Cymbeline has a reputation as one of Shakespeare’s hardest plays to stage. In Cheek By Jowl’s superb production at the Brooklyn Academy of Music, director Declan Donnellan and designer Nick Ormerod approach staging problems the way a mathematical genius tackles a thorny theorem—with astonishing creativity and real delight in the challenge. The spare sets and moody lighting form an elegant backdrop for some of the trickiest and most effective blocking I’ve ever seen—there are often two or three subplots coexisting on the stage at the same moment, and the depth of the space brings the audience into a vast, compelling world. The physical interplay between characters—including characters in co-existing, but separate plotlines--underscores the wit and hijinx of the play itself. Cymbeline has been by turns classified as a comedy and as a tragedy, and this production explores all of the possibilities, with chic film noir costumes and styling and many nods to the great films of the 30s and 40s that were at once understated and winningly screwball. Like those films, this production stealthily moves from romantic comedy to scorching political satire. Audience members were often doubled over with laughter, yet the lurid images of Imogen caressing a bloody, headless corpse and of the king and his newly embraced sons facing a roaring crowd are indelible.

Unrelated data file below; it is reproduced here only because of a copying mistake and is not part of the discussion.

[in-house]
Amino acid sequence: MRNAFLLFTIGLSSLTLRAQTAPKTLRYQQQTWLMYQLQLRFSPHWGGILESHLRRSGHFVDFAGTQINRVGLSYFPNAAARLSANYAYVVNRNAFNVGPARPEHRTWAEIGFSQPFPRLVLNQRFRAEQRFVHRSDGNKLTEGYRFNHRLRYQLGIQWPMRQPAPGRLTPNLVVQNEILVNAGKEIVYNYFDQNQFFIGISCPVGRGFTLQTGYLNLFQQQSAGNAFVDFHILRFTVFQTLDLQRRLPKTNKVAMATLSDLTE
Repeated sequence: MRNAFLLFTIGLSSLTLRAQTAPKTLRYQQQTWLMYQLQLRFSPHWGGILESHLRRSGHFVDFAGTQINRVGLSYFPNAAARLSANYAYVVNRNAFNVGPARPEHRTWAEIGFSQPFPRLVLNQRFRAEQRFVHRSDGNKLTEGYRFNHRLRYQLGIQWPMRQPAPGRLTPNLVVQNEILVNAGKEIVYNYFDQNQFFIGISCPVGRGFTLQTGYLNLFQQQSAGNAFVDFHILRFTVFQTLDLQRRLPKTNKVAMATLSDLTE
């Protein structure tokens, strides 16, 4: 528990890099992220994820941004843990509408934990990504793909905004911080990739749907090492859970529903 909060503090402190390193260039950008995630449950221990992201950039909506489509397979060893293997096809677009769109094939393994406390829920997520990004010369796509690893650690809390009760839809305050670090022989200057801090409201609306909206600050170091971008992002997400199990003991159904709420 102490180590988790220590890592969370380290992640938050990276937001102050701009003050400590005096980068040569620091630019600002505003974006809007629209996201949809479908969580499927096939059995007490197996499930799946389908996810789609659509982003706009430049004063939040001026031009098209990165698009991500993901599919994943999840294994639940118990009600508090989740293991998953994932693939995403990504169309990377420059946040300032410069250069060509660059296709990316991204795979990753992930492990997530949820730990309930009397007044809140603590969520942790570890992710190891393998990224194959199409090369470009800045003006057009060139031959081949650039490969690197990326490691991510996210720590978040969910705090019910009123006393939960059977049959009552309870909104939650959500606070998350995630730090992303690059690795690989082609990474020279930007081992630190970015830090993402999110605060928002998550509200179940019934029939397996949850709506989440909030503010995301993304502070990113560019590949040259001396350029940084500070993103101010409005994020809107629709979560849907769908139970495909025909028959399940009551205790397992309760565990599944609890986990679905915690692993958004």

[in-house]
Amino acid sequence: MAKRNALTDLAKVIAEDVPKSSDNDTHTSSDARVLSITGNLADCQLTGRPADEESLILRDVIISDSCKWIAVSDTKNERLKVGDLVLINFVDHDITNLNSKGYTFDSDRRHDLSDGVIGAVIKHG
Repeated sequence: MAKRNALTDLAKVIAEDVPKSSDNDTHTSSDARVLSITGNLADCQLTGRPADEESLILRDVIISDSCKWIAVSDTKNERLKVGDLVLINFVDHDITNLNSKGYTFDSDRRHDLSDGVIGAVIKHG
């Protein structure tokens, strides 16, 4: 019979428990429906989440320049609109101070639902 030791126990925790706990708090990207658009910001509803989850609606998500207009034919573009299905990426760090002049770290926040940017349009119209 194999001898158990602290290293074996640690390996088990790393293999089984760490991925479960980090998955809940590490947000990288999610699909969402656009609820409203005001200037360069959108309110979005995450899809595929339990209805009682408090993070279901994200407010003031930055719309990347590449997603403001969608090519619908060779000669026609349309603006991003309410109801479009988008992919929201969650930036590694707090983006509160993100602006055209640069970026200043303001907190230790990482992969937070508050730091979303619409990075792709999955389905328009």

Performance-wise, Cheek by Jowl focuses here on creating a true, bantering, fast-paced ensemble piece, and each of the players is as much a visual entity or a design element of this noir world, as a performer or character, and most are re-imagined as classic cinematic icons. Gwendoline Christie’s stepmother/Queen is an evil ice-blonde bombshell, clutching her much-shorter husband to her breasts and cooing in baby talk. Guy Flanagan’s leading-man looks and soft Italian accent give his Iachimo the perfect oozy, lecherous charm. David Colling’s king Cymbeline is the consummate slick politician, complete with a Ronald Reagan haircut and an almost-terrifying warmth as he greets “the people.” Tom Hiddleson steals every scene in a virtuosic dual performance as a kind of strawman Posthumus and a swaggering, repellently pleased-with-himself, entitled Cloten. He is the kind of rare actor who commands attention just by walking onstage. Donnellan gives these actors a kind of free reign to fully inhabit the space of their performance, of the world of Cymbeline, encountering each other in a series of events that take on a life of their own, an independence from the usual confines of the stage. There is something very intimate, in a romantic sense, about the way the characters and the design bring each other to life—it’s unsurprising that the director and designer are a couple. The characters seduce and spurn each other, banter artfully, advance and retreat, caress and avoid. In one hilarious scene, Imogen (Jodie McNee) in drag, dressed as a sort of thirties vagabond, repeatedly approaches her beloved Posthumus and he unceremoniously pushes her away, again and again, like an overaffectionate stray dog. In earlier moments, Imogen (in a blood-red dress) tauntingly seduces the loathsome Cloten even as she rejects him. The seamless blend of physical and verbal action brings a contemporary freshness to Shakespeare’s dialogue. Ultimately, the production is unforgettable—the world created on the stage is so unique that it stays alive in your mind after you’ve left the theater.